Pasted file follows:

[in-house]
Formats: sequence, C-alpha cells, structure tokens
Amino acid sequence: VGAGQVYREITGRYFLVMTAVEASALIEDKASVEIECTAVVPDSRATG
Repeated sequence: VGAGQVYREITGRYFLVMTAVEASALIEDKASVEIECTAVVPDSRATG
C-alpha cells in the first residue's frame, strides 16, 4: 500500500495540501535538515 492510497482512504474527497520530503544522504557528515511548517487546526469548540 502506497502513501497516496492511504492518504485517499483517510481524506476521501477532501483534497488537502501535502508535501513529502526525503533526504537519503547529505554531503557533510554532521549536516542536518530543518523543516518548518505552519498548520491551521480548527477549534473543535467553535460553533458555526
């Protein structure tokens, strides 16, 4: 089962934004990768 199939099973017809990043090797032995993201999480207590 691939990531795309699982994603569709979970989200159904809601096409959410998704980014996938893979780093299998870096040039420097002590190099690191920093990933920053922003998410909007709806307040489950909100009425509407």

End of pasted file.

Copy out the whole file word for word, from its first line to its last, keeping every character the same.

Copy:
[in-house]
Formats: sequence, C-alpha cells, structure tokens
Amino acid sequence: VGAGQVYREITGRYFLVMTAVEASALIEDKASVEIECTAVVPDSRATG
Repeated sequence: VGAGQVYREITGRYFLVMTAVEASALIEDKASVEIECTAVVPDSRATG
C-alpha cells in the first residue's frame, strides 16, 4: 500500500495540501535538515 492510497482512504474527497520530503544522504557528515511548517487546526469548540 502506497502513501497516496492511504492518504485517499483517510481524506476521501477532501483534497488537502501535502508535501513529502526525503533526504537519503547529505554531503557533510554532521549536516542536518530543518523543516518548518505552519498548520491551521480548527477549534473543535467553535460553533458555526
């Protein structure tokens, strides 16, 4: 089962934004990768 199939099973017809990043090797032995993201999480207590 691939990531795309699982994603569709979970989200159904809601096409959410998704980014996938893979780093299998870096040039420097002590190099690191920093990933920053922003998410909007709806307040489950909100009425509407």